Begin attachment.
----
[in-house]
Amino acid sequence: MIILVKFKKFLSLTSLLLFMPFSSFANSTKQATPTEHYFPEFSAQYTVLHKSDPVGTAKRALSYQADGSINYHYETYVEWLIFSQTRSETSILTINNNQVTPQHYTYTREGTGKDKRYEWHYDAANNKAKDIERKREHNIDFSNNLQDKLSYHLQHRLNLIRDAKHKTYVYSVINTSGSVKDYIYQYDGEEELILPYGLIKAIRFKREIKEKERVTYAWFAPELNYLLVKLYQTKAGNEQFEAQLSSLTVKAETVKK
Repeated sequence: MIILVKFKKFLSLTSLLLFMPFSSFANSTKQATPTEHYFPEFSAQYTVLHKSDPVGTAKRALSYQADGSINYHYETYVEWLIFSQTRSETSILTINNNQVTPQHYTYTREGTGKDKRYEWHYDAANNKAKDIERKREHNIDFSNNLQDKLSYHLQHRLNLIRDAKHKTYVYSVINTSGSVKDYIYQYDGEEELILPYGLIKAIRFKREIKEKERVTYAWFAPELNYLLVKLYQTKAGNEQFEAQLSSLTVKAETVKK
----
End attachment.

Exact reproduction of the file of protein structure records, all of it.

[in-house]
Amino acid sequence: MIILVKFKKFLSLTSLLLFMPFSSFANSTKQATPTEHYFPEFSAQYTVLHKSDPVGTAKRALSYQADGSINYHYETYVEWLIFSQTRSETSILTINNNQVTPQHYTYTREGTGKDKRYEWHYDAANNKAKDIERKREHNIDFSNNLQDKLSYHLQHRLNLIRDAKHKTYVYSVINTSGSVKDYIYQYDGEEELILPYGLIKAIRFKREIKEKERVTYAWFAPELNYLLVKLYQTKAGNEQFEAQLSSLTVKAETVKK
Repeated sequence: MIILVKFKKFLSLTSLLLFMPFSSFANSTKQATPTEHYFPEFSAQYTVLHKSDPVGTAKRALSYQADGSINYHYETYVEWLIFSQTRSETSILTINNNQVTPQHYTYTREGTGKDKRYEWHYDAANNKAKDIERKREHNIDFSNNLQDKLSYHLQHRLNLIRDAKHKTYVYSVINTSGSVKDYIYQYDGEEELILPYGLIKAIRFKREIKEKERVTYAWFAPELNYLLVKLYQTKAGNEQFEAQLSSLTVKAETVKK